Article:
Community Research and Development Information Service - CORDIS


InAIPS — Result In Brief

Project ID: 326006
Funded under: FP7-JTI
Country: Germany

Smarter ice detection

An EU team further developed two existing aircraft ice sensors and created a third. The systems effectively detect ice via its optical effects, using algorithms to calculate thickness and predict aerodynamic consequences.
Smarter ice detection
Modern aircraft fly at high altitude, where the air is very cold; hence, aircraft wings are prone to icing, which affects safety and efficiency. Current ice detectors are seldom located on wings, leading to ice protection systems being activated before needed, causing further inefficiencies.

The EU-funded INAIPS (Innovative aircraft ice protection system – Sensing and modelling) project aimed to improve automatic ice detection and assessment systems. The consortium, part of Europe's very large Clean Sky programme, extended technologies created by earlier projects, including ACIDS and ON-WINGS. INAIPS goals included development of a system model for ice detection and protection, refinement of sensing technologies and modelling the impact of ice on flight.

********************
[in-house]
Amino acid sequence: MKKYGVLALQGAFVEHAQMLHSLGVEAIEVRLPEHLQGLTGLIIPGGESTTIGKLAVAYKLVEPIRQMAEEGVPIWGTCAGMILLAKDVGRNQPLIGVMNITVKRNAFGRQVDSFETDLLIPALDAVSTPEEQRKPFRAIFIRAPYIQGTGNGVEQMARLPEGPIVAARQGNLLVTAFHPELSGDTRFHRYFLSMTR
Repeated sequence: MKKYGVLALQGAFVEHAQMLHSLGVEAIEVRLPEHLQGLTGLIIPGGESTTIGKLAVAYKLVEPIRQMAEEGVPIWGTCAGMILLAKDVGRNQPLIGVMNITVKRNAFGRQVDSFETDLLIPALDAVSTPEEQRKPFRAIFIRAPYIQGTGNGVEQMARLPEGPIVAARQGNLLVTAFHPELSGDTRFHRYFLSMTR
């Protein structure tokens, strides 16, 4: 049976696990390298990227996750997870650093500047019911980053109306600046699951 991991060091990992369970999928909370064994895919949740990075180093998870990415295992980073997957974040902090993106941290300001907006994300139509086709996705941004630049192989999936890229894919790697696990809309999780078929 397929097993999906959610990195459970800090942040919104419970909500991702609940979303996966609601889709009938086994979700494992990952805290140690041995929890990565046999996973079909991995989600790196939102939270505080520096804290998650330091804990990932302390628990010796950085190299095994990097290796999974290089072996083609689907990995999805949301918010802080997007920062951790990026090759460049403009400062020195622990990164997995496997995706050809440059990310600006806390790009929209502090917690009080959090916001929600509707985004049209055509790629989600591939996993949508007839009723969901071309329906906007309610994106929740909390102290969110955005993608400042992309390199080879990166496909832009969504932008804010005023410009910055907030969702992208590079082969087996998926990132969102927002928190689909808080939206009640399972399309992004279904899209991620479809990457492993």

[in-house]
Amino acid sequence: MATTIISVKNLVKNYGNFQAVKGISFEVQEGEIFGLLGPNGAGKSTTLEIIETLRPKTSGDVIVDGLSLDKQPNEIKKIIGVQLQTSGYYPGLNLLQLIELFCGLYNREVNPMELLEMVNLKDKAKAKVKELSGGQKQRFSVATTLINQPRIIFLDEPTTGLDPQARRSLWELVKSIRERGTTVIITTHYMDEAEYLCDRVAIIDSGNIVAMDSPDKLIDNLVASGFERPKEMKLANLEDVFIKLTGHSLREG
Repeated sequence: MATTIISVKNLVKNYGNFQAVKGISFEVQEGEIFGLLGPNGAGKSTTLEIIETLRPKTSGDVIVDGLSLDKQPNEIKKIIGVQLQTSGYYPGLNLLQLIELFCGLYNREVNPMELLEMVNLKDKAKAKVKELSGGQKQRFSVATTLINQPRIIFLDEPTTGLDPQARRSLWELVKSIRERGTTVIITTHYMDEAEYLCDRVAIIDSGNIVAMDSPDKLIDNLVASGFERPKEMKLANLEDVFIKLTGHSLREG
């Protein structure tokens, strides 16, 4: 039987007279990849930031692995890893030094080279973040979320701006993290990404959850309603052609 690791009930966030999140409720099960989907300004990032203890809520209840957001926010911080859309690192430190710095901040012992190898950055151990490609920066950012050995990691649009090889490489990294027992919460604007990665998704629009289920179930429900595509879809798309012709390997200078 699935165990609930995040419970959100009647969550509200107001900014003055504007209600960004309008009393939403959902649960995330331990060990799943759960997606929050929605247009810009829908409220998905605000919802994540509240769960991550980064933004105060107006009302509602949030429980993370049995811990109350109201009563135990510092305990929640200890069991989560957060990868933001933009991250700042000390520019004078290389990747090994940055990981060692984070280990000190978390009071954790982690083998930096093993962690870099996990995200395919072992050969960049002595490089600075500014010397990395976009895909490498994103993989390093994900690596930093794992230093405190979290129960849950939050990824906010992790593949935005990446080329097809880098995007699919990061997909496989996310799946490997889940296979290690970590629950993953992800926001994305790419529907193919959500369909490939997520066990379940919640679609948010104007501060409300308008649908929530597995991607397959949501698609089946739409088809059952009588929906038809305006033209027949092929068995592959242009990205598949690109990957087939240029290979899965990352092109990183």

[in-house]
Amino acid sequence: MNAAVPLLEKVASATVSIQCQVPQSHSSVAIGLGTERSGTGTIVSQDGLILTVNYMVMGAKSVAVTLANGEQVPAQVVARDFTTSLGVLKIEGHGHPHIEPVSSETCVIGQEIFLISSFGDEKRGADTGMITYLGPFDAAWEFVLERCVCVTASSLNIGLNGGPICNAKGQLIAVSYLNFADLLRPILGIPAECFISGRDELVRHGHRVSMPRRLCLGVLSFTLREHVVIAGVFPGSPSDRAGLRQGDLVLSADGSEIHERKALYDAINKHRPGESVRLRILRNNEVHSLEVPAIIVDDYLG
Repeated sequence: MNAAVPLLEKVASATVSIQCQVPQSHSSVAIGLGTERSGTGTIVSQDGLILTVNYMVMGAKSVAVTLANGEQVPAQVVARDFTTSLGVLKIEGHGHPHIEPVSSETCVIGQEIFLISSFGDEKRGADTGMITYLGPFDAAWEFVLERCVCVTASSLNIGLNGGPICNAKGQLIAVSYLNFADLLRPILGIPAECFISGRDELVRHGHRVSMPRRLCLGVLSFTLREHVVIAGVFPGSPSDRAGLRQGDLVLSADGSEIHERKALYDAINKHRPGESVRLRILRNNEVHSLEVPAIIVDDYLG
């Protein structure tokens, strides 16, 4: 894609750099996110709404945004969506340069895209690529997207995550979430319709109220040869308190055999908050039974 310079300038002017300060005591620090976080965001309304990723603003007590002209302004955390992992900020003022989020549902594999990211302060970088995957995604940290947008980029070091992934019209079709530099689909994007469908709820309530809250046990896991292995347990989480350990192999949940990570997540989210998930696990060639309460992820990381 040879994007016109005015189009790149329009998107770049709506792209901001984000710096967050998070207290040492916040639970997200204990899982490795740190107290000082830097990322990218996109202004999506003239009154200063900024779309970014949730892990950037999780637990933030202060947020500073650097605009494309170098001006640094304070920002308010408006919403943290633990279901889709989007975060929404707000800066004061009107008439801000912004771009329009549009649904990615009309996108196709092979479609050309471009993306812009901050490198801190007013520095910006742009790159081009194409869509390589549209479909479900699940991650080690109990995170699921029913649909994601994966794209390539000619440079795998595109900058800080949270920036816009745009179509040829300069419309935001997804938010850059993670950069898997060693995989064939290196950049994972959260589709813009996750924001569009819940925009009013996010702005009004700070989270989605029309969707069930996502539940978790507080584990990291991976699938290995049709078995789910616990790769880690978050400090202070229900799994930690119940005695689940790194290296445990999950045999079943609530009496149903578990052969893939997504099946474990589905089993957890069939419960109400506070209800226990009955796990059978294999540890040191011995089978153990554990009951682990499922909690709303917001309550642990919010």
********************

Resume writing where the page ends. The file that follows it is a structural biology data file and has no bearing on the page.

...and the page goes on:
Team members advanced several existing ice detection sensors. The first detects icing via its optical effects, specifically backscatter and reflection. Researchers mounted the sensor in two positions on a wing's leading edge. A second, quasi-distributed sensor type detects ice by measuring optical losses.

The consortium created a third, novel type of optical sensor that indicates the presence of ice behind the erosion shield. The sensor performed well in testing, but still requires further development.

Project members devised a data acquisition system consisting of 24 photodiodes. Researchers also extended ice detection algorithms first created by ON-WINGS. Testing demonstrated effective determination of ice thickness, although the system was less able to assess the type of ice under glaze ice conditions.

A further development involved a graphical user interface. The subsystem shows ice-affected parts of a wing and changes to aerodynamic characteristics. The interface has additional uses in simulation and modelling.

Researchers combined all components into a complete system. The algorithm processes sensor data, calculating ice thickness while also evaluating ice type depending on temperature and other parameters. The collated information predicts how icing may aerodynamically affect an aircraft. Even a thin ice layer can drastically increase drag and reduce lift.

INAIPS achievements promise improvements to safety, while superior fuel efficiency will have environmental benefits. In either case, the work means opportunity for Europe's aviation sector.

Related information


Ice detection, aircraft, optical effects, aerodynamic, icing, ice protection, sensing
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